The Business Cycle Dating Committee of the National Bureau of Economic Research has a very important job. It is responsible for determining the peaks and troughs of business cycles in the United States. It thus decides how long recessions are and also how long expansions are. The Chair of the Committee is Professor Robert Hall of Stanford University. The latest decision of Committee occurred just this week on July 19, 2021. The Committee decided that a trough in monthly economic...

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Monetary Policy a Half Century Ago, and Now

Today I  published an article in Project Syndicate. It starts with a memo sent fifty years ago, on June 22, 1971, by Fed Chair Arthur Burns to President Richard Nixon. Inflation was rising and Burns wrote to Nixon that the Fed was not to blame. Rather the economy had changed and a new policy – a wage and price freeze and controls—was needed.   The memo convinced Nixon, and wage and price controls were implemented. But the intrusive nature began to show and the government controls...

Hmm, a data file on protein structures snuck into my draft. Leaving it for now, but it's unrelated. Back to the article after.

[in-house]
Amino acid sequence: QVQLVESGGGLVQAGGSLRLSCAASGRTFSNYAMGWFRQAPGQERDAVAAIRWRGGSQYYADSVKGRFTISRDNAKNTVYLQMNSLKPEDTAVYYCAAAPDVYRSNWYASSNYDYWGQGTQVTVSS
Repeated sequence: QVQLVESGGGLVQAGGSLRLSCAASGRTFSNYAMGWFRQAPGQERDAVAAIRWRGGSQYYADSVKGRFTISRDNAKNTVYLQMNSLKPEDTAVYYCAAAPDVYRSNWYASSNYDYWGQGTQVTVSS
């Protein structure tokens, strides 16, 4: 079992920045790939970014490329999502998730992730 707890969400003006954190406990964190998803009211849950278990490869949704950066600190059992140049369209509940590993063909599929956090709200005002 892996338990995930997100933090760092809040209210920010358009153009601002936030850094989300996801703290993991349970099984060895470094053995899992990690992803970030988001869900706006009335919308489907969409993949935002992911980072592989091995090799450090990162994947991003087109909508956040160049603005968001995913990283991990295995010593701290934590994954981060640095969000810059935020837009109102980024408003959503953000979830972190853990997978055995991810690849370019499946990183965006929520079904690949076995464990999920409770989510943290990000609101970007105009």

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Amazing New Facts About the 2007-2009 Global Financial Crisis

This week Raghu Rajan spoke at the Hoover Economics Policy Working Group on “Going the Extra Mile: Distant Lending and Credit Cycles” a joint paper João Granja and Christian Leuz. Here is a video of his presentation https://www.hoover.org/events/policy-seminar-raghuram-rajan-1 along with the slides https://www.hoover.org/sites/default/files/going_the_extra_mile.pdf and the paper itself https://www.hoover.org/sites/default/files/going_the_extra_mile_may_3_2021.pdf Raghu focused on...